Mike Ashley would be forced to knock around £100m off his asking price for Newcastle United if the club were relegated this season.
That is according to finance expert and new Football Insider columnist Kieran Maguire, speaking exclusively with the Magpies treading water in the fight for Premier League survival.
Newcastle have picked up nine points from the last 45 available and are just four points above the drop zone.
Ashley has been attempting to sell Newcastle for over a decade, with interest in the North East club hotting up in recent years.
A concrete takeover attempt came from Saudi Arabia’s Public Investment Fund in 2020, while American financier Joseph DaGrosa recently reiterated his interest.
Maguire explained that Ashley would need to scale down his valuation of the club in the event of relegation but that in itself wouldn’t make a takeover more likely.
“The price that has been discussed with regards to the PIF takeover was £300m,” he told Football Insider correspondent Adam Williams.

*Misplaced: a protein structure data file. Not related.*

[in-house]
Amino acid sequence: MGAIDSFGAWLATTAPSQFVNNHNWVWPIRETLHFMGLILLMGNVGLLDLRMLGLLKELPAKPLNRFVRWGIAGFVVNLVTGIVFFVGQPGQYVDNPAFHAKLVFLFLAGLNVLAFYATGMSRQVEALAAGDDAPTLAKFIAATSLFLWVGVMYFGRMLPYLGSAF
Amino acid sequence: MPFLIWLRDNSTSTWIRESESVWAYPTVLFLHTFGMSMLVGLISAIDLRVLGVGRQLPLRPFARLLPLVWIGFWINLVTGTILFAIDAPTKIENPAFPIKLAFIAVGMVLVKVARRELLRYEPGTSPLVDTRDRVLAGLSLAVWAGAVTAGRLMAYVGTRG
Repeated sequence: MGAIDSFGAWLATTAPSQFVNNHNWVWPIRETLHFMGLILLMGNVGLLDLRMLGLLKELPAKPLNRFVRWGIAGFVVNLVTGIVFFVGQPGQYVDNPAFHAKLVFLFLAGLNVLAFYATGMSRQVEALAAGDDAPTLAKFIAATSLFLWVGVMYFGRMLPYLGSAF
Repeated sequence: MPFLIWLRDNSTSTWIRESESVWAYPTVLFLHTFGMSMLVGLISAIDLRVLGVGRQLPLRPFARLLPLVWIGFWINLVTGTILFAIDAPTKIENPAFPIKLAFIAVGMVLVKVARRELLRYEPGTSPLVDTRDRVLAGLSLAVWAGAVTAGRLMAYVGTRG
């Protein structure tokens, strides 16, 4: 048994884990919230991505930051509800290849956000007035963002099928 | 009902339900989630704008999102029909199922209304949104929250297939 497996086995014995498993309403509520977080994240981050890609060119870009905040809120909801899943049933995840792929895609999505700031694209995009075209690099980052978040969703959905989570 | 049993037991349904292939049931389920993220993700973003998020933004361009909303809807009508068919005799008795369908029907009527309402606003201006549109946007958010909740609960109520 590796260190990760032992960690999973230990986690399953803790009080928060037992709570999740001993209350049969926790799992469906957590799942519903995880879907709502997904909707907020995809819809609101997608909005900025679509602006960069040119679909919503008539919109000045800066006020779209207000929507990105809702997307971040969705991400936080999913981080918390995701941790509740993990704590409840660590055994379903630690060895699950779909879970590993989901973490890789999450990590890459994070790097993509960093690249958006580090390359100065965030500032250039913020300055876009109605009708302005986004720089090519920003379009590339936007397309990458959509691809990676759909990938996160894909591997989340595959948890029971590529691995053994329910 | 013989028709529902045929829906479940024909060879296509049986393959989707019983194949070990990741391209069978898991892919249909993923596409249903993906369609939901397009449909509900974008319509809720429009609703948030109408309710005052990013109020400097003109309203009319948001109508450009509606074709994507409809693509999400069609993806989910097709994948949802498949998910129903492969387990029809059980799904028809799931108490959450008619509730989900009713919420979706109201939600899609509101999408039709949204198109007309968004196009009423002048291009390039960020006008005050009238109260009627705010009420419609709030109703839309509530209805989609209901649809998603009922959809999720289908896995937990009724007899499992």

“Mike Ashley was originally asking for about £350m but on the back of Covid, he’s had to drop the price. If they are out of the Premier League, there’s no guarantee you’re getting back first season.
“Anybody buying the club this summer if Newcastle were in the Championship is immediately looking at £60m less in broadcast money and no guarantee the club is going to return the following season.
“I think he would have to knock off around a third of his asking price, to about £200m. The reason I say that is because if I was a buyer then why would I buy Newcastle in the Championship when I can buy Derby County who are allegedly going for £60m?
“I think the chances of being taken over in the Championship would be hurt. In the Championship, you’d pay a big premium because it’s Newcastle but you’d be thinking why not buy Derby for a fraction of what I could spend on Newcastle.”
The Public Investment Fund of Saudi Arabia pursued a Newcastle takeover throughout much 2020.
The deal collapsed owing to a dispute between the Premier League and PIF over Saudi-based pirate television network BeoutQ.